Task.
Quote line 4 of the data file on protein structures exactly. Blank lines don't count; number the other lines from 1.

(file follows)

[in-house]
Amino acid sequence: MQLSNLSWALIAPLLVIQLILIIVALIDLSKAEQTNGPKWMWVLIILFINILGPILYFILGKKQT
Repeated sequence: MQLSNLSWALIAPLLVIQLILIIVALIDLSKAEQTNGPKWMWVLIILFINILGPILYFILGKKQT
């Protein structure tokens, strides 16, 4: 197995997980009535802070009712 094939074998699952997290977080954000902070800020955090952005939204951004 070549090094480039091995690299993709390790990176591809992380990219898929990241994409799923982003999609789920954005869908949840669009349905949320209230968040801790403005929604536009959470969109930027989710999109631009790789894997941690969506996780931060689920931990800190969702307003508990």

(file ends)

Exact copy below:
């Protein structure tokens, strides 16, 4: 197995997980009535802070009712 094939074998699952997290977080954000902070800020955090952005939204951004 070549090094480039091995690299993709390790990176591809992380990219898929990241994409799923982003999609789920954005869908949840669009349905949320209230968040801790403005929604536009959470969109930027989710999109631009790789894997941690969506996780931060689920931990800190969702307003508990």